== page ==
Wednesday, July 21, 2010

CSP Hosts India and International Security Lecture

Austin Brigden
Communications Intern

The Center for Security Policy hosted a lecture “India and International Security” July 16 by Jeff M. Smith, a Kraemer Strategy Fellow and member of the American Foreign Policy Council. The lecture focused on U.S.-India relations and broader Indian security concerns. Smith described how the two countries had shared an estranged cold war relationship, but had grown closer since 9/11 due to actions of the Bush administration. He claims these efforts are again becoming strained.

Quite simply, Mr. Smith believes that these strained relations are resulting from the Obama administration not giving India adequate attention or having enough meaningful strategic dialogues. In addition, Indian leaders are upset about US relations with China (India’s key regional competitor) and with Obama’s desire to appoint a special envoy to the controversial Kashmir province.

Furthermore, the two administrations do not agree on the issue of global warming and many Indians have concerns about US withdrawal plans from Afghanistan. With India’s concern over a resurgent Taliban and their close proximity to Afghanistan, they are concerned with such plans.

The second half of Smith’s lecture focused on India’s national security policies and priorities. Smith highlighted the opposition China presents to India, with Chinese claims to Indian territory. The Indian response has been to raise two new mountain divisions with massive military mobilization geared towards addressing the opposition that China presents. According to Smith, India has even drafted plans for fighting a two-front war. Other Chinese threats include the establishment of naval posts in the Indian Ocean and the selling of arms to Pakistan. Furthermore, Smith noted Chinese plans to build nuclear power plants in Pakistan despite these plans violating international law as Pakistan is not nuclear NPT compliant.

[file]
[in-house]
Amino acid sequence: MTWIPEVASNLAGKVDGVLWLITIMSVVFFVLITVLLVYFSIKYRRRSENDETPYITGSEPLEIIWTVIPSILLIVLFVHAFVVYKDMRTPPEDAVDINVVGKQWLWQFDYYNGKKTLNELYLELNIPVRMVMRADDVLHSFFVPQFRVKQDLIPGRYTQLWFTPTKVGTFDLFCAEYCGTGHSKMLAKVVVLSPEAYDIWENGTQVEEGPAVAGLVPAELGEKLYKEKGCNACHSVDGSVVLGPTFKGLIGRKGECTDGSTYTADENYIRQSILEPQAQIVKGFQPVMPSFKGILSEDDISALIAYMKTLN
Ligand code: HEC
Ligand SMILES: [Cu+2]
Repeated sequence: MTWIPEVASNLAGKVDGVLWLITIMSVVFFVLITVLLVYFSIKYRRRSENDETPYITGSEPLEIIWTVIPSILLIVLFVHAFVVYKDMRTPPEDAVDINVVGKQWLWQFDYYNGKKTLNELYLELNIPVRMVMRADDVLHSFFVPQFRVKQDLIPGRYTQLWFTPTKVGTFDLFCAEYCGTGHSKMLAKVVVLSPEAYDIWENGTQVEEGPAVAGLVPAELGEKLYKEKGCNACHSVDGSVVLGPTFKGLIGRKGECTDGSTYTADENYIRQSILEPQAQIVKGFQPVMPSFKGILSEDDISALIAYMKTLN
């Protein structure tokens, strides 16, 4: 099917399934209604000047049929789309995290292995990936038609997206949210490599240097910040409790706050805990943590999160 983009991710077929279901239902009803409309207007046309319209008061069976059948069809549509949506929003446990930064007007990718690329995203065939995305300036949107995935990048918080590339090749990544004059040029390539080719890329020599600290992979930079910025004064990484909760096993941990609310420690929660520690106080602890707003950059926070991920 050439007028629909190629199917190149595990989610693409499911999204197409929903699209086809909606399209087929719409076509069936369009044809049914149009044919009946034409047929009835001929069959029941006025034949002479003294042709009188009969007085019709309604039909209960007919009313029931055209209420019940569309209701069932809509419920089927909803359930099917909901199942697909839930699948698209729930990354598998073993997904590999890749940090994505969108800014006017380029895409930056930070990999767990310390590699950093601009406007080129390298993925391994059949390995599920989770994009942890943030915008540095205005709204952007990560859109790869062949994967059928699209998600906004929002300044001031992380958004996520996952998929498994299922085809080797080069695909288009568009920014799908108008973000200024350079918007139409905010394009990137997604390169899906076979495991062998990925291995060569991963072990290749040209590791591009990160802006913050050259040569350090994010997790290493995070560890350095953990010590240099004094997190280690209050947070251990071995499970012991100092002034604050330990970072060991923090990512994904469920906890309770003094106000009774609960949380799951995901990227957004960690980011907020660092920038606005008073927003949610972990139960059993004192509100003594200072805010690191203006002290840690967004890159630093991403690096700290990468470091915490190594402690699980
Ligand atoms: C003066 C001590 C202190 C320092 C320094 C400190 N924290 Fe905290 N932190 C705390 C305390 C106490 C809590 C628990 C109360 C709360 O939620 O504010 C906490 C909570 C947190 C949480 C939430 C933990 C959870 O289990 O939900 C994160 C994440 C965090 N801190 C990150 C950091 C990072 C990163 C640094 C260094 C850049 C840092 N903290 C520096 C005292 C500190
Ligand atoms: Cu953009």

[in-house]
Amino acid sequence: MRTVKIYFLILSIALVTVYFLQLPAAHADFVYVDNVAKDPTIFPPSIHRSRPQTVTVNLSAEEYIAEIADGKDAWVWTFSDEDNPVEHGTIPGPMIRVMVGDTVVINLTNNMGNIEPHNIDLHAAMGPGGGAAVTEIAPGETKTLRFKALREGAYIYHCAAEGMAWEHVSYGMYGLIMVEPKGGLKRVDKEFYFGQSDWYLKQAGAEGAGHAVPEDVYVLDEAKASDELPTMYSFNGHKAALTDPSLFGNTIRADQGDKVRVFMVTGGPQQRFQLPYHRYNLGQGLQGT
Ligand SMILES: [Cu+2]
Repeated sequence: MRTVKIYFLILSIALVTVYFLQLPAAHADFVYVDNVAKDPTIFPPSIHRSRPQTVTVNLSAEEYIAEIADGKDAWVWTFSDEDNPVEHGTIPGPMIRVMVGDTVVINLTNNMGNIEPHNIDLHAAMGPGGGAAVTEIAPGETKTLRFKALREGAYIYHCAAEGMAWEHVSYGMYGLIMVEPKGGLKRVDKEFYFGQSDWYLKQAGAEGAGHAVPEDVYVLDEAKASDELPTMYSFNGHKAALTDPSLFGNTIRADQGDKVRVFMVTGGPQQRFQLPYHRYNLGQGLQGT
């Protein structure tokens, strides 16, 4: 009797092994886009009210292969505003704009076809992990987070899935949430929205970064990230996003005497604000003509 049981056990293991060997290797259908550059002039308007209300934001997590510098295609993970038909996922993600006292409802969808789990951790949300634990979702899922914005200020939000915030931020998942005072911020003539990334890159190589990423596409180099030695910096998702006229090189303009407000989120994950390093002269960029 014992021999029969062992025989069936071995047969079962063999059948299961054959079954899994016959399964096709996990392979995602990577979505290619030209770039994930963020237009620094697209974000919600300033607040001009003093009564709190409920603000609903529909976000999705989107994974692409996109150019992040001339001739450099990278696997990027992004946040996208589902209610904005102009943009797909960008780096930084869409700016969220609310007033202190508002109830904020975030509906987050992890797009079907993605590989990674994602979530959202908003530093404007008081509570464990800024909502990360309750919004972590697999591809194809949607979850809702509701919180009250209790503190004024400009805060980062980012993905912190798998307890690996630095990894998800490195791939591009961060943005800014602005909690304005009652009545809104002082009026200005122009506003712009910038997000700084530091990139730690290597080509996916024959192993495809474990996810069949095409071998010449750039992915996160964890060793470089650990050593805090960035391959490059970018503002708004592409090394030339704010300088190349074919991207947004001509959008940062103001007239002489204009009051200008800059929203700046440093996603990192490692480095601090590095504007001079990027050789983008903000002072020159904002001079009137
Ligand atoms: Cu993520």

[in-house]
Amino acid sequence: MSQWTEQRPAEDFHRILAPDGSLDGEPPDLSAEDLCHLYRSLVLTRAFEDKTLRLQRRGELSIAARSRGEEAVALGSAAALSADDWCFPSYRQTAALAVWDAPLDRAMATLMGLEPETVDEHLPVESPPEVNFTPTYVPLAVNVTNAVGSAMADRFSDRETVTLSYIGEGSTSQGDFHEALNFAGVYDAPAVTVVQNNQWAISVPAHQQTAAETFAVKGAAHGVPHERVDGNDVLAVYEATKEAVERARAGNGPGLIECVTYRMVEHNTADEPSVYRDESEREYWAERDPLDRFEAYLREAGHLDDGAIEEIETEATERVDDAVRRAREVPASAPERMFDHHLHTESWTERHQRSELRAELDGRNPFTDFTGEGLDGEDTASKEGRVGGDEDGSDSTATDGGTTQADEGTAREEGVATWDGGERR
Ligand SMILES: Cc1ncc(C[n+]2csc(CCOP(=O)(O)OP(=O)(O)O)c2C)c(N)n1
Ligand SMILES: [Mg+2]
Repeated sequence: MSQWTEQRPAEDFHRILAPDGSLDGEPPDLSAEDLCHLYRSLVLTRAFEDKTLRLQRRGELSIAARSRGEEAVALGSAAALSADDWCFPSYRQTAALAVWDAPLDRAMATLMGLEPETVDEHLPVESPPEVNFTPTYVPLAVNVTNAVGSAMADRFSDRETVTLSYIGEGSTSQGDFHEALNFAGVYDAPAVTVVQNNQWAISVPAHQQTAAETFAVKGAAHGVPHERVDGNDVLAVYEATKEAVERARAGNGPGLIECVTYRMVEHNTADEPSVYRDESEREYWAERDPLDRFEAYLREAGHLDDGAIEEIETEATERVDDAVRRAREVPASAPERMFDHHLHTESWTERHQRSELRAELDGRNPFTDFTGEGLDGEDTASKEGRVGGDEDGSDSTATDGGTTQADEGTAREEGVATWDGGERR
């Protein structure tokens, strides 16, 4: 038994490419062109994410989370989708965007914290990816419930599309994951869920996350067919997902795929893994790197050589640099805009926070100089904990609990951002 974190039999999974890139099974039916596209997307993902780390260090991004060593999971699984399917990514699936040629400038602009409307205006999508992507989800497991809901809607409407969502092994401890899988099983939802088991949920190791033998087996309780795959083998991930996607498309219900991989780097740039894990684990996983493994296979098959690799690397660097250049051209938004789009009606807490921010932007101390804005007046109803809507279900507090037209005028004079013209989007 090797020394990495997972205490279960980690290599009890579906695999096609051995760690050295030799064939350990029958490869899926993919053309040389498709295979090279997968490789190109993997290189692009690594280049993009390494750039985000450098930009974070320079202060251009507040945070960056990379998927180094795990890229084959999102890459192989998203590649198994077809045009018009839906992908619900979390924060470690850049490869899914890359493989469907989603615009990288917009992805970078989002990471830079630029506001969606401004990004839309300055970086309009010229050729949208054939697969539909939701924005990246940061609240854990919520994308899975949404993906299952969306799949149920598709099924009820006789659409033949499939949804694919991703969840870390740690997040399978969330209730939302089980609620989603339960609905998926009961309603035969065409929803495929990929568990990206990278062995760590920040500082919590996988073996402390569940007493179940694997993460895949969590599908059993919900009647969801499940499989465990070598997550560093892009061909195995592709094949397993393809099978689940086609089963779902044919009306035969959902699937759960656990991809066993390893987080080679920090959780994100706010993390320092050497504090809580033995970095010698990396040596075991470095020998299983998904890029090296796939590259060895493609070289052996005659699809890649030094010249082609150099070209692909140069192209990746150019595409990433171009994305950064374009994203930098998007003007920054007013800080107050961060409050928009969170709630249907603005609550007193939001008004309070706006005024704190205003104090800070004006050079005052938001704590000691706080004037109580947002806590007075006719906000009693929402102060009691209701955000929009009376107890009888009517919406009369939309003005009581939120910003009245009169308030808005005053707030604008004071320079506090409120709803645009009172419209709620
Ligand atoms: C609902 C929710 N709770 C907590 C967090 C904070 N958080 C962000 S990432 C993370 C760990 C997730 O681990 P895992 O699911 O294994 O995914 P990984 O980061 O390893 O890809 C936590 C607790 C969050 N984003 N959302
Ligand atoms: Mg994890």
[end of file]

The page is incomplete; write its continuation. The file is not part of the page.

The other major national security threat facing India comes from the Naxalites, a Maoist group responsible for multiple ambushes on Indian troops and for roughly 900 deaths last year. The Indian Prime Minister has called this India’s greatest national security crisis and has plans to switch from state police to the army in an effort to resolve this issue.

Overall, the major theme of Smith’s presentation was to recognize India’s importance as a growing regional power and as a permanent ally in the fight against Islamic extremism. The future of U.S.-Indian relations may be in flux, but much of it depends on how the Obama administration handles future encounters.

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